BloombergQuint reported on Feb. 14 that the CSI Convertible Bond Index dropped 5.2% in the week after several popular China bonds collapsed, indicating a significant cooling of China’s convertible bond market. 

Zuo Dayong, an analyst at Industrial Securities, said in a note on Feb. 15 that the values of convertible bonds were “excessively high” in 2021. As a result, the Chinese convertible bond index rose 18% even as the stock market fell last year. He explained that China’s weakening economy and regulatory hurdles had prompted investors to seek refuge.

Convertible bonds allow bondholders to earn interest and have their principle repaid while also having the opportunity to convert their bonds into stocks if stock prices rise. Unlike stocks, they are not subject to daily trading limitations or price ceilings.

The most recent downward trend came after a spike in China’s credit data in January. As a result, investors were concerned that the central bank would be less compelled to ease further, which caused recent drops in the regime’s bond prices. As a result, China’s benchmark CSI 300 index entered a bear market at the end of January.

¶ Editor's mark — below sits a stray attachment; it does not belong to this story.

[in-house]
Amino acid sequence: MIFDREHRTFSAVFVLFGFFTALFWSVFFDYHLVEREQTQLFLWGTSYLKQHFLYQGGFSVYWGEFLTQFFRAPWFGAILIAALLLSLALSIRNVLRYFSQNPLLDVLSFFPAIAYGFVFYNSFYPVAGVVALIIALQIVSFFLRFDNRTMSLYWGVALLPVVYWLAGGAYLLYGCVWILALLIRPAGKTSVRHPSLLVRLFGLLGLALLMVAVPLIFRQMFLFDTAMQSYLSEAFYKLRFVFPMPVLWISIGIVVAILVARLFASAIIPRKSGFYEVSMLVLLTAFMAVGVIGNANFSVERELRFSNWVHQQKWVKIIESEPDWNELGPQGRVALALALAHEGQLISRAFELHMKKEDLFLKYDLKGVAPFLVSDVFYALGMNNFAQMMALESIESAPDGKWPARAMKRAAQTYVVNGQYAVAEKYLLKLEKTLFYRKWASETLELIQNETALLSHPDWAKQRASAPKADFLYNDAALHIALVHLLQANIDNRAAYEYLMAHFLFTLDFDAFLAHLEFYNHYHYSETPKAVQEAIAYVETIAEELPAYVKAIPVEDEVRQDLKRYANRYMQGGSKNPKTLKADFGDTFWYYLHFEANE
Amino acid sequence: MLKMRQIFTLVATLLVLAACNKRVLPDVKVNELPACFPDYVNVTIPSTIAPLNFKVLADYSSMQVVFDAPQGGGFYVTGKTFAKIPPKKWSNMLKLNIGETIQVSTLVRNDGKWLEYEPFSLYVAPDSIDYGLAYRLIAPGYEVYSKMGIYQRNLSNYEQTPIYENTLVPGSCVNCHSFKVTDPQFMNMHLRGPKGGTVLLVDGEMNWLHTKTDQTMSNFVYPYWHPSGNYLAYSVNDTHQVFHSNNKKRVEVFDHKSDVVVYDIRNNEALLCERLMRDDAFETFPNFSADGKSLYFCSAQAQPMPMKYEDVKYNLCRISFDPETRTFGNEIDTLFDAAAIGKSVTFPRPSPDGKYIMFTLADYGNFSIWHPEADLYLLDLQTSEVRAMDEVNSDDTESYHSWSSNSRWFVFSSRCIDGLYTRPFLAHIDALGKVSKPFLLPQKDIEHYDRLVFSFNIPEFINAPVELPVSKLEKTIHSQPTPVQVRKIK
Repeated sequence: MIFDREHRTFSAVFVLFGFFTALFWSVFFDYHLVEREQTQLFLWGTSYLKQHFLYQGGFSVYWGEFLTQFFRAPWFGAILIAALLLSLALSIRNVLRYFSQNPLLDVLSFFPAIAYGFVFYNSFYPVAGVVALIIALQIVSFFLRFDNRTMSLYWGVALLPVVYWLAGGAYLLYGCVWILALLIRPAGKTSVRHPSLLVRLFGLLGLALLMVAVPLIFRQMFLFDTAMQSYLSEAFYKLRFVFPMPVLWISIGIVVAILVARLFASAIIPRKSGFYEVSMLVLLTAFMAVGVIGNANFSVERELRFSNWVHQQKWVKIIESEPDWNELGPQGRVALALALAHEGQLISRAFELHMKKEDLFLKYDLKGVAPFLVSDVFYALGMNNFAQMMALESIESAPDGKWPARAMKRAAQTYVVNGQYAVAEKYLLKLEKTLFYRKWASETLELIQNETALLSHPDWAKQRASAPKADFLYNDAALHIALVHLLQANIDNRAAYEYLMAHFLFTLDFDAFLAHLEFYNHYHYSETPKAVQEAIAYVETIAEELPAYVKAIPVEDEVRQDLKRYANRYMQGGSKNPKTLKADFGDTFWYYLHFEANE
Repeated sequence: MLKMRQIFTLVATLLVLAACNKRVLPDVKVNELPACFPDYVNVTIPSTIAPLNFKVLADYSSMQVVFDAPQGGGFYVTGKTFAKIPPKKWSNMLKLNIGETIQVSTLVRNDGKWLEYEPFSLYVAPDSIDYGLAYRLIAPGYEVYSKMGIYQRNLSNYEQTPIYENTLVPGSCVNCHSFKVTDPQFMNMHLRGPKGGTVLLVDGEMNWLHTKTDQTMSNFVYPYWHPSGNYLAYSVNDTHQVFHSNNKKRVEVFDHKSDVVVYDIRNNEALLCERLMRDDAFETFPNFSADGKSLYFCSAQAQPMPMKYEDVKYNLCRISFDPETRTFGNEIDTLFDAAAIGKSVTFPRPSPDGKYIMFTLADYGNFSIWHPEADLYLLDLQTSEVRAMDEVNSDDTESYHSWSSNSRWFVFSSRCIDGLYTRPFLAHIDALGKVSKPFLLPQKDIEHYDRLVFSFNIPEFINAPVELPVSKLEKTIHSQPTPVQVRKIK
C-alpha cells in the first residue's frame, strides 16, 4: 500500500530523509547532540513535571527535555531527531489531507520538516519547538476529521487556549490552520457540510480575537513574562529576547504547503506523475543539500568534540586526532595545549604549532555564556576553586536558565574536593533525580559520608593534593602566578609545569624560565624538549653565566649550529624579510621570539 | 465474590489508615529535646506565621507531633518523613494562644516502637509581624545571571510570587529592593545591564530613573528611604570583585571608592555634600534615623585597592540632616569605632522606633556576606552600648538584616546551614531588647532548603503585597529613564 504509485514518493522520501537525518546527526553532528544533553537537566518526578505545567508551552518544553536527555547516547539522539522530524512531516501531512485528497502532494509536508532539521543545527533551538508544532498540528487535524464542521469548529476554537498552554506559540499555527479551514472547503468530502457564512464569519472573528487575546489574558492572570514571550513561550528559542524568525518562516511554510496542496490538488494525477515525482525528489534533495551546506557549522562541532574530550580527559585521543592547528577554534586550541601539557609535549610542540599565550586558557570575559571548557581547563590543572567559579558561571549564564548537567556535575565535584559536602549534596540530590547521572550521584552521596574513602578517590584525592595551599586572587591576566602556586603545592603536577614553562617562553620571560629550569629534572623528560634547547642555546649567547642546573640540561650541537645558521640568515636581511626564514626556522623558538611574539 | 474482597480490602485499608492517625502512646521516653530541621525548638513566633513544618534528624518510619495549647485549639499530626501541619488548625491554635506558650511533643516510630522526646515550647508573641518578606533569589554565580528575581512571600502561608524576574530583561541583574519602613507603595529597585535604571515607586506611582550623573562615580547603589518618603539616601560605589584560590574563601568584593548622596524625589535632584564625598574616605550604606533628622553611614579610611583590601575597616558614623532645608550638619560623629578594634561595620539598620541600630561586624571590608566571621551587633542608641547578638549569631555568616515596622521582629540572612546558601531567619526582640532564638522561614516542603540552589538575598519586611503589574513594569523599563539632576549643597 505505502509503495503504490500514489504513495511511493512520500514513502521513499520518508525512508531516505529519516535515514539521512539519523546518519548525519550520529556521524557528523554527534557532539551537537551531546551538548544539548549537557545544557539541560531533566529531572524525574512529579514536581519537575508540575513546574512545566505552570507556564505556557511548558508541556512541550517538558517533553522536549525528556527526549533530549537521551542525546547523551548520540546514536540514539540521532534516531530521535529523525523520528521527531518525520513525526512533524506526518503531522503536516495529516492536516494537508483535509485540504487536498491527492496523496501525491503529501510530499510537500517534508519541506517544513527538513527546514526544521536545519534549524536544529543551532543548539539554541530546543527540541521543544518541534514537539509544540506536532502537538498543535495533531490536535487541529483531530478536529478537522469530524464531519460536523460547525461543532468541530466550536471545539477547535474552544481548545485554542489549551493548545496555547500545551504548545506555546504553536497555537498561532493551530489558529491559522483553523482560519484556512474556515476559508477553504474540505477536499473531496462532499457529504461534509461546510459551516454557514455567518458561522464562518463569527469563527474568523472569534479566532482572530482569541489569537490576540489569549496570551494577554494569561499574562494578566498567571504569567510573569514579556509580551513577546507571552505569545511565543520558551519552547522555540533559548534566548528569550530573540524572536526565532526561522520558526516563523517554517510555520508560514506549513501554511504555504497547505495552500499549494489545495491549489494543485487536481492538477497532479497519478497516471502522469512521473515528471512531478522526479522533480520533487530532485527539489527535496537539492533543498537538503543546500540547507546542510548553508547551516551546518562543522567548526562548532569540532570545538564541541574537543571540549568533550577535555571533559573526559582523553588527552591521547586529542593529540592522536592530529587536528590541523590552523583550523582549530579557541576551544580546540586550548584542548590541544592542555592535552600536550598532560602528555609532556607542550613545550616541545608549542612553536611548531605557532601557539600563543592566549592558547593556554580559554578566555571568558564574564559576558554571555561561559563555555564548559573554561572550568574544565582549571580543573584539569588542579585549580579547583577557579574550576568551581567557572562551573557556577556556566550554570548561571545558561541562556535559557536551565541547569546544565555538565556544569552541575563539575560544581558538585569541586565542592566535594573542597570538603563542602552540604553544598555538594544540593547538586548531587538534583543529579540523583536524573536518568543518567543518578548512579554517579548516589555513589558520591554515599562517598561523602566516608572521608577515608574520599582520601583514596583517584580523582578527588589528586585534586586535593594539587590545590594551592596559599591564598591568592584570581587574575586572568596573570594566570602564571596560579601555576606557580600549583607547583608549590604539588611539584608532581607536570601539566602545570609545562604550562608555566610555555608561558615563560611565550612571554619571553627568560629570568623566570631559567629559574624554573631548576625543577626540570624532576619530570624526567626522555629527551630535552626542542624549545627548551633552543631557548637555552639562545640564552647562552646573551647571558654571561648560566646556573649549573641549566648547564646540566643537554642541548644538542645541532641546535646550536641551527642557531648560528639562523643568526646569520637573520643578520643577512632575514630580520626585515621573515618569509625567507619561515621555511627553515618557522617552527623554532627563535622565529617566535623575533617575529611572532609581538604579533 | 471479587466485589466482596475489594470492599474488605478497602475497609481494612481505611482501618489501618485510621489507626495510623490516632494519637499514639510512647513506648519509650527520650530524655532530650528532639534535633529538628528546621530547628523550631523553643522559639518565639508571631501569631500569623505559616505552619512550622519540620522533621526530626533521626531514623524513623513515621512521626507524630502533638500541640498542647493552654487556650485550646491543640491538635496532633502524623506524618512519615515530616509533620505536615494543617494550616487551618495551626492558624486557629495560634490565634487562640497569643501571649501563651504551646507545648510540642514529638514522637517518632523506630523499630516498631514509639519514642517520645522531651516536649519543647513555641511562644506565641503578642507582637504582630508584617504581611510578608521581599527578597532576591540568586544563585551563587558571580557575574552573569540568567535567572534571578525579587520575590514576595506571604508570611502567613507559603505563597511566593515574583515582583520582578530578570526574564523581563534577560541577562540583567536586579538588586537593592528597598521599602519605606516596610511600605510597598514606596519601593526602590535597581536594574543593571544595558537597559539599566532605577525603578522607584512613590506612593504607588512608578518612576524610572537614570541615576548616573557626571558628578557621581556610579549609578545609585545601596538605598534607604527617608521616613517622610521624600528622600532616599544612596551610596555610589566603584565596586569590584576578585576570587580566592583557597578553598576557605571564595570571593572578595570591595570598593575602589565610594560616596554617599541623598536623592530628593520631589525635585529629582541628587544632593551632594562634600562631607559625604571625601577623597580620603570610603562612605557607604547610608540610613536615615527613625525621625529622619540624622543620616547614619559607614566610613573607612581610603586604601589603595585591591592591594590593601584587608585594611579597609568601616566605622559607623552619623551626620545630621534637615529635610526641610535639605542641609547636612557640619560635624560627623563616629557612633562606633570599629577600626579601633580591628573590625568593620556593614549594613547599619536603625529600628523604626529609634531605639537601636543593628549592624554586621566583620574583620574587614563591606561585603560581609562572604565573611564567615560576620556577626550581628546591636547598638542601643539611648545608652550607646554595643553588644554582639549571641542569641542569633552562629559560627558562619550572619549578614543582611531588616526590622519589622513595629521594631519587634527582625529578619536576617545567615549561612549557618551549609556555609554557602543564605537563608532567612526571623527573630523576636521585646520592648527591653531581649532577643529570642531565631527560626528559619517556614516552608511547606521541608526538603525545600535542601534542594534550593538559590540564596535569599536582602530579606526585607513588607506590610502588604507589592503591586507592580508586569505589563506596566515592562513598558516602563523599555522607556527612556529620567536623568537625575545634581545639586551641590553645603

Zuo said that the conversion premium tumbled by an average of 4% points on Feb. 14, the lowest level this year by far. The index measures how much money investors are willing to pay for the chance to acquire related firms.

Reuters reported on Feb. 9 that the convertible bond index slid to seven-month lows that week, down roughly 7% in just about two weeks due to the drop in the values of these bonds.

Many bonds were trading below their par value of $15.51, indicating a reduction in the underlying stock values. The situation also reflected concerns about default and demand for the bonds.

Li Chao, a retail investor in Hebei province, elaborated, “Falling below the par value means investors have concerns about a company and its current stock price, worrying there could be potential problems for the company.”

BloombergQuint nonetheless indicated that the rapid retreat might provide a decent entry point for confident investors.

Analyst Zuo said, “There is limited downside for bond markets in China given the lack of suitable investment targets in the market. In the mean time, some growth stocks may see their prices bottom in the near term.”

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